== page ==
Circadian Metabolism Lab
Our lab investigates the impact of circadian metabolic disruptions, both within the heart and in extra-cardiac tissues, on the progression of cardiovascular diseases, by integrating high throughput techniques with in vivo and in vitro models.
Almost all aspects of our physiology are coordinated by our biological clock, a cell-autonomous system that operates in nearly all cells of the body and that is responsible for daily rhythms in behavior, physiology and metabolism by driving the cyclical expression of a large number of clock-controlled genes. The importance of this clock function for homeostasis is demonstrated by mouse models of disrupted rhythmicity, which exhibit an array of behavioral and metabolic alterations. In humans, misalignment of circadian rhythms is associate to metabolic, cardiovascular, oncological and neurological conditions, indicating that disruptions to the clock system are a root cause of disease. We want to dissect the role of these disruptions in cardiovascular diseases, especially in heart failure, that have the potential to pave the way to new therapeutic and preventive strategies.
Main research areas
Ketone Regulation of Circadian Rhythms in Heart Failure
Heart failure is characterized by widespread metabolic changes. Among these, increased uptake and oxidation of ketone bodies is considered a hallmark of the failing heart. While ketones serve as an alternative source of energy for the heart, recent findings have revealed that the most abundant ketone is also an epigenetic modulator. By integrating high throughput and multi-omic approaches, we are investigating the epigenetic effect of metabolic changes on cardiac circadian rhythms.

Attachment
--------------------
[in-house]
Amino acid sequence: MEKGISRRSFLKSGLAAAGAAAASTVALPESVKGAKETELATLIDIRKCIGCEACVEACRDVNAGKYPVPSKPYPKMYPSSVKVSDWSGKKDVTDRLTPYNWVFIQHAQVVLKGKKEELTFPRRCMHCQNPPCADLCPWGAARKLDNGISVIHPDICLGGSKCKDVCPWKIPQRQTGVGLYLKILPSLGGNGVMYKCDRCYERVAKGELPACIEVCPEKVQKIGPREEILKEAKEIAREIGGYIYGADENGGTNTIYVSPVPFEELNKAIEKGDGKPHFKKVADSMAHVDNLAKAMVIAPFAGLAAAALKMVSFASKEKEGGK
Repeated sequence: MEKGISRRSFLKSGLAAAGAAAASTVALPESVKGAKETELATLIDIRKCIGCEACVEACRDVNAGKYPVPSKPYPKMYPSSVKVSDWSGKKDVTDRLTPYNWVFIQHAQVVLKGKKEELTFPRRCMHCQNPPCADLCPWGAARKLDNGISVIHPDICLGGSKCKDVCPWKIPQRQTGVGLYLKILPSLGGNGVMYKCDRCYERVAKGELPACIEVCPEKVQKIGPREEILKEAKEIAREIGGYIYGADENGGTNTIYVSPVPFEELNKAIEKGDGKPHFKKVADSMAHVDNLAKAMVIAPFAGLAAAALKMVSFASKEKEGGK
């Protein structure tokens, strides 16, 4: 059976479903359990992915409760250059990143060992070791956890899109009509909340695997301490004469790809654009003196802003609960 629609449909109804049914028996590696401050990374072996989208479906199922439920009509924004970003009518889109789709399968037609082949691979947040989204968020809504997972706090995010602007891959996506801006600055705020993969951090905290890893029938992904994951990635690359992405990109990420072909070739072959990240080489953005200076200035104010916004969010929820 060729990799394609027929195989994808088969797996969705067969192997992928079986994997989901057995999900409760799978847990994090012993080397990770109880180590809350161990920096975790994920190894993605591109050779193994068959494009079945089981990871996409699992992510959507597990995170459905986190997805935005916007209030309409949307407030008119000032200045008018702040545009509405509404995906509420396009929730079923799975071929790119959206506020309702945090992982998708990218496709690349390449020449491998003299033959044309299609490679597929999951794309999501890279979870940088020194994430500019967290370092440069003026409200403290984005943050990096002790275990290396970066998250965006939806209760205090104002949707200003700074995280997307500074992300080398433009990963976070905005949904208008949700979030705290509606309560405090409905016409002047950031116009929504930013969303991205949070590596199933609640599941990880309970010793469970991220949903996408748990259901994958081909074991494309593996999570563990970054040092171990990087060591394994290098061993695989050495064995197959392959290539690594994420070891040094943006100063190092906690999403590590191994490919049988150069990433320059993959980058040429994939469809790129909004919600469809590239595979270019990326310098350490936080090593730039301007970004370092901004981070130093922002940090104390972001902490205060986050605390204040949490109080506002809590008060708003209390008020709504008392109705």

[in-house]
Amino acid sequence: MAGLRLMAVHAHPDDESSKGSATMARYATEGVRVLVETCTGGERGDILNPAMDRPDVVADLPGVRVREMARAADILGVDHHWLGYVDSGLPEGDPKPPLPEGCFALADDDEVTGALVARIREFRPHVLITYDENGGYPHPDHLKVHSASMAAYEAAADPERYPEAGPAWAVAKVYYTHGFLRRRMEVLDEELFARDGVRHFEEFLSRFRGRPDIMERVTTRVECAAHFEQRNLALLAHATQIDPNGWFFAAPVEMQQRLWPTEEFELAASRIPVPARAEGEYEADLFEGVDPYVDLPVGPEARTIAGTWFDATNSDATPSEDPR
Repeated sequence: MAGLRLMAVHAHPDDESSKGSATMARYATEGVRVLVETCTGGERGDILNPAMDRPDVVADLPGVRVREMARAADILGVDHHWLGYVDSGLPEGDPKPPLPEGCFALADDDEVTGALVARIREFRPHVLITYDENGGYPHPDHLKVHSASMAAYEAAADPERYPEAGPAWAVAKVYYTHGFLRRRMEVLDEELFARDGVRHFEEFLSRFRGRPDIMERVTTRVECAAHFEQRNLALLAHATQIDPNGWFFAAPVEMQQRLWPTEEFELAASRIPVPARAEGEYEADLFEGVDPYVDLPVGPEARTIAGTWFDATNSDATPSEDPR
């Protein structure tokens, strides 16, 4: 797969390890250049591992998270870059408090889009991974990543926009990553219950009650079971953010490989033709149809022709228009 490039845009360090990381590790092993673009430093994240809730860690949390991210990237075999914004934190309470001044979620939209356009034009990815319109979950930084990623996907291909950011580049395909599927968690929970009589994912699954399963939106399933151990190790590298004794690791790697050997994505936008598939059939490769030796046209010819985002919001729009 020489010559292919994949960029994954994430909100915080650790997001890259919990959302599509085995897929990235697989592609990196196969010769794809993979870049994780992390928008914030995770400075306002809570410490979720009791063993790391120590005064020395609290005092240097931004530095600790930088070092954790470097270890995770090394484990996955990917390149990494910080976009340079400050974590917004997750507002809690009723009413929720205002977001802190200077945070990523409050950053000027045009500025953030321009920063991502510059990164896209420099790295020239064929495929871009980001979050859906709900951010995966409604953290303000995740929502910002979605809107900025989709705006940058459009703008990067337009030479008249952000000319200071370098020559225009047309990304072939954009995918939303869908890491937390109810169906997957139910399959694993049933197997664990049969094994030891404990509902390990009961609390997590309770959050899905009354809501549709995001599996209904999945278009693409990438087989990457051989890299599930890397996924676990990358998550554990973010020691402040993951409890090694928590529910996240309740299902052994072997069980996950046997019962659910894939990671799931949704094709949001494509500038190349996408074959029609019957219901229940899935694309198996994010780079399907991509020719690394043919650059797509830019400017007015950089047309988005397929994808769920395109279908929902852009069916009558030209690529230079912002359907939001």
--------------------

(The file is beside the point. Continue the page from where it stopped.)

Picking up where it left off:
Dissecting inter-organ metabolic cross-talk in heart failure
To date the majority of studies investigating the pathological mechanisms of heart failure (HF) have been carried out in a “myocardium centric” manner. Yet, HF must be considered as a multiorgan syndrome leading to functional and metabolic changes in several other organs. We are investigating how the heart communicates and affects other tissues in the initial phases of the disease, focusing on the heart-liver axis. In fact, approximately ~10% of genes and ~50% of metabolites in the liver display circadian oscillations, giving rise to oscillations in hepatic metabolism. We want to understand 0how HF rewires hepatic circadian transcriptome and metabolic function.